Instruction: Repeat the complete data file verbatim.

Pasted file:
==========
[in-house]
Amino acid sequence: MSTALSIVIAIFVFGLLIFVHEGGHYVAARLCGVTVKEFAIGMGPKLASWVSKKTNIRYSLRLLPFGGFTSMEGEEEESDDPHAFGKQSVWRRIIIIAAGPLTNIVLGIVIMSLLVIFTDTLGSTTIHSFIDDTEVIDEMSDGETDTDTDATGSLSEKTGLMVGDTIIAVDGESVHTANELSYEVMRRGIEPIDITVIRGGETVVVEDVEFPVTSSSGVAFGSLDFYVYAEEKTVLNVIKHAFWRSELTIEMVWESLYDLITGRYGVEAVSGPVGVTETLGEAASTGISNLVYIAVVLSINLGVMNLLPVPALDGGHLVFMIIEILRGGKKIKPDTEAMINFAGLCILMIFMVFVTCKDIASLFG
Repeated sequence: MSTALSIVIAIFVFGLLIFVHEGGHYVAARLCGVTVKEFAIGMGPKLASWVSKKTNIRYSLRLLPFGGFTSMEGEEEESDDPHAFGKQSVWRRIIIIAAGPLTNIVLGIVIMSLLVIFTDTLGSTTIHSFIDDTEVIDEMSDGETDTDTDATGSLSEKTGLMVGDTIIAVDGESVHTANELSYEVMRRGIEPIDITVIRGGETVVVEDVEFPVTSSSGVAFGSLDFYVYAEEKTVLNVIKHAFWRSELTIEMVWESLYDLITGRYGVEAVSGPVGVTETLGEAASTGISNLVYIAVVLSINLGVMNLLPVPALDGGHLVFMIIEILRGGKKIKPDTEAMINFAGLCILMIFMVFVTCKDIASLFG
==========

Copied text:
[in-house]
Amino acid sequence: MSTALSIVIAIFVFGLLIFVHEGGHYVAARLCGVTVKEFAIGMGPKLASWVSKKTNIRYSLRLLPFGGFTSMEGEEEESDDPHAFGKQSVWRRIIIIAAGPLTNIVLGIVIMSLLVIFTDTLGSTTIHSFIDDTEVIDEMSDGETDTDTDATGSLSEKTGLMVGDTIIAVDGESVHTANELSYEVMRRGIEPIDITVIRGGETVVVEDVEFPVTSSSGVAFGSLDFYVYAEEKTVLNVIKHAFWRSELTIEMVWESLYDLITGRYGVEAVSGPVGVTETLGEAASTGISNLVYIAVVLSINLGVMNLLPVPALDGGHLVFMIIEILRGGKKIKPDTEAMINFAGLCILMIFMVFVTCKDIASLFG
Repeated sequence: MSTALSIVIAIFVFGLLIFVHEGGHYVAARLCGVTVKEFAIGMGPKLASWVSKKTNIRYSLRLLPFGGFTSMEGEEEESDDPHAFGKQSVWRRIIIIAAGPLTNIVLGIVIMSLLVIFTDTLGSTTIHSFIDDTEVIDEMSDGETDTDTDATGSLSEKTGLMVGDTIIAVDGESVHTANELSYEVMRRGIEPIDITVIRGGETVVVEDVEFPVTSSSGVAFGSLDFYVYAEEKTVLNVIKHAFWRSELTIEMVWESLYDLITGRYGVEAVSGPVGVTETLGEAASTGISNLVYIAVVLSINLGVMNLLPVPALDGGHLVFMIIEILRGGKKIKPDTEAMINFAGLCILMIFMVFVTCKDIASLFG